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Open Access Highly Accessed Research

Feasibility of exercising adults with asthma: a randomized pilot study

Amy Boyd1, Celeste T Yang2, Kim Estell3, Craig Tuggle MS3, Lynn B Gerald4, Mark Dransfield56, Marcas Bamman3, James Bonner1, T Prescott Atkinson1 and Lisa M Schwiebert356*

Author Affiliations

1 Department of Pediatrics, University of Alabama, 1918 University Boulevard, Birmingham, AL, 35294-0005, USA

2 Department of Biostatistics, University of Alabama, 1918 University Boulevard, Birmingham, AL, 35294-0005, USA

3 Department of Cell, Developmental, and Integrative Biology, University of Alabama, 1918 University Boulevard, Birmingham, AL, 35294-0005, USA

4 The Mel and Enid Zuckerman College of Public Health, University of Arizona, Tucson, AZ, USA

5 UAB Lung Health Center, University of Alabama, 1918 University Boulevard, Birmingham, AL, 35294-0005, USA

6 Department of Medicine, University of Alabama, 1918 University Boulevard, Birmingham, AL, 35294-0005, USA

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Allergy, Asthma & Clinical Immunology 2012, 8:13  doi:10.1186/1710-1492-8-13

Published: 3 August 2012

Abstract

Background

Aerobic exercise appears to have clinical benefits for many asthmatics, yet a complete understanding of the mechanisms underlying these benefits has not been elucidated at this time.

Purpose

The objective of this study was to determine feasibility for a larger, future study that will define the effect of aerobic exercise on cellular, molecular, and functional measures in adults with mild-moderate asthma.

Design

Recruited subjects were randomized into usual care (sedentary) or usual care with moderate intensity aerobic exercise treatment groups.

Setting / Participants

Nineteen adults with mild-moderate asthma but without a recent history of exercise were recruited at the UAB Lung Health Center, Birmingham, AL.

Intervention

The exercise group underwent a 12 week walking program exercising at 60 – 75% of maximum heart rate (HRmax). Subjects self-monitored HRmax levels using heart rate monitors; exercise diaries and recreation center sign-in logs were also used.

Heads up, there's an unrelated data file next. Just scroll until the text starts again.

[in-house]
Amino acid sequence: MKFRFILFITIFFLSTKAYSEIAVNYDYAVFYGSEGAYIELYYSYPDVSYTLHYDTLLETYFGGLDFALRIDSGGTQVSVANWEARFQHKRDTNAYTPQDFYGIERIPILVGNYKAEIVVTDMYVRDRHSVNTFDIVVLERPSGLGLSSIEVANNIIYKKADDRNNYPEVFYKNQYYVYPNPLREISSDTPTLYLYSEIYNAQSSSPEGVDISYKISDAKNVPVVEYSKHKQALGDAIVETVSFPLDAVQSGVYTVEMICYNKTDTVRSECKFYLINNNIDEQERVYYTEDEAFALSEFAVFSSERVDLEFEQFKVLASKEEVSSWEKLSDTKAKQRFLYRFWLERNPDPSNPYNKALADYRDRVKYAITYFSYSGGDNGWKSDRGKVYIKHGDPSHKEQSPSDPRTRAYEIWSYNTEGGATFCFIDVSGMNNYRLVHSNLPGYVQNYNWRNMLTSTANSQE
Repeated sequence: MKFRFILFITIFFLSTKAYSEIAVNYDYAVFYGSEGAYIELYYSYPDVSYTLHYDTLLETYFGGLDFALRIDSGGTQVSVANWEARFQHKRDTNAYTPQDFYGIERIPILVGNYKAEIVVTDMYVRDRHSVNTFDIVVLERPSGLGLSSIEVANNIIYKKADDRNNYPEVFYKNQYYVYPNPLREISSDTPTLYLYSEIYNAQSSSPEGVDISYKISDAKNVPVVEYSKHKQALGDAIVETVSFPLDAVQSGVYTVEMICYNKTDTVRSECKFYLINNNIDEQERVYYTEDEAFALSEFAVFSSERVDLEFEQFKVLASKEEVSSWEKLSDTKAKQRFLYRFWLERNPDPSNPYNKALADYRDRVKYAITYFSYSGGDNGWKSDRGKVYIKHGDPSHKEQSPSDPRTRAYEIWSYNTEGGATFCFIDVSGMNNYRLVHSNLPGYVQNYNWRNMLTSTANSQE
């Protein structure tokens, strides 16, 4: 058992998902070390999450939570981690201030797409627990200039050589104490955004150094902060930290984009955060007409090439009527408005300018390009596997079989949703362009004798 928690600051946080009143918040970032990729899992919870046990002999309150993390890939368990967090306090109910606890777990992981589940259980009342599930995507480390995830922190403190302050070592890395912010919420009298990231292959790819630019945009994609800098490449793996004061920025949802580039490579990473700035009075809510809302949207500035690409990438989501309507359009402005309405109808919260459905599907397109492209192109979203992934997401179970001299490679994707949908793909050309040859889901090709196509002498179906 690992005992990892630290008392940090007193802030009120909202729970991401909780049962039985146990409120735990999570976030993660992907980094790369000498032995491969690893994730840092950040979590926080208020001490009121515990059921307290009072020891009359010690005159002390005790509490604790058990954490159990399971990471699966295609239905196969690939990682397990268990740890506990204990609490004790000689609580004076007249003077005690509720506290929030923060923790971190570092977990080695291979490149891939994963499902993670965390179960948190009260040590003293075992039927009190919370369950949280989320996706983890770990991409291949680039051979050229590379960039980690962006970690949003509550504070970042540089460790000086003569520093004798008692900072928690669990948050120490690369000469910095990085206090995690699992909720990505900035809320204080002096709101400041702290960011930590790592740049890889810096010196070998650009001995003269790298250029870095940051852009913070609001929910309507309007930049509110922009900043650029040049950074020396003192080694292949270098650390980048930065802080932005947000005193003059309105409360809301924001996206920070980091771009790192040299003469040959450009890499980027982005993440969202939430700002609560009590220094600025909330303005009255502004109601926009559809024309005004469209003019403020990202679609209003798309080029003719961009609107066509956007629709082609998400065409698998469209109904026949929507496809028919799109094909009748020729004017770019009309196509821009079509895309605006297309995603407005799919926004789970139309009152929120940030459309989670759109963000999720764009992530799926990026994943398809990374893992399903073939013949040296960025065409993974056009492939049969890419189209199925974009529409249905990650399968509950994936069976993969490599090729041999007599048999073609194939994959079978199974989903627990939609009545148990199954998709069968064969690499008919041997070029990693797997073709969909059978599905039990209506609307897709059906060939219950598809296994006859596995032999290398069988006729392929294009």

Main outcome measures

Functional measures, including lung function and asthma control scores, were evaluated for all subjects at pre- and post-study time-points; fitness measures were also assessed for subjects in the exercise group. Peripheral blood and nasal lavage fluid were collected from all subjects at pre- and post-study visits in order to evaluate cellular and molecular measures, including cell differentials and eosinophilic cationic protein (ECP).

Results

Sixteen subjects completed the prescribed protocol. Results show that subjects randomized to the exercise group adhered well (80%) to the exercise prescription and exhibited a trend toward improved fitness levels upon study completion. Both groups exhibited improvements in ACQ scores. No changes were observed in lung function (FEV1, FEV1/FVC), cell differentials, or ECP between groups.

Conclusions

Results indicate that a moderate intensity aerobic exercise training program may improve asthma control and fitness levels without causing asthma deterioration in adult asthmatics. As such, these findings demonstrate the feasibility of the study protocol in preparation for a larger, clinical trial that will elucidate the functional consequences of aerobic exercise on asthmatic cellular and molecular responses.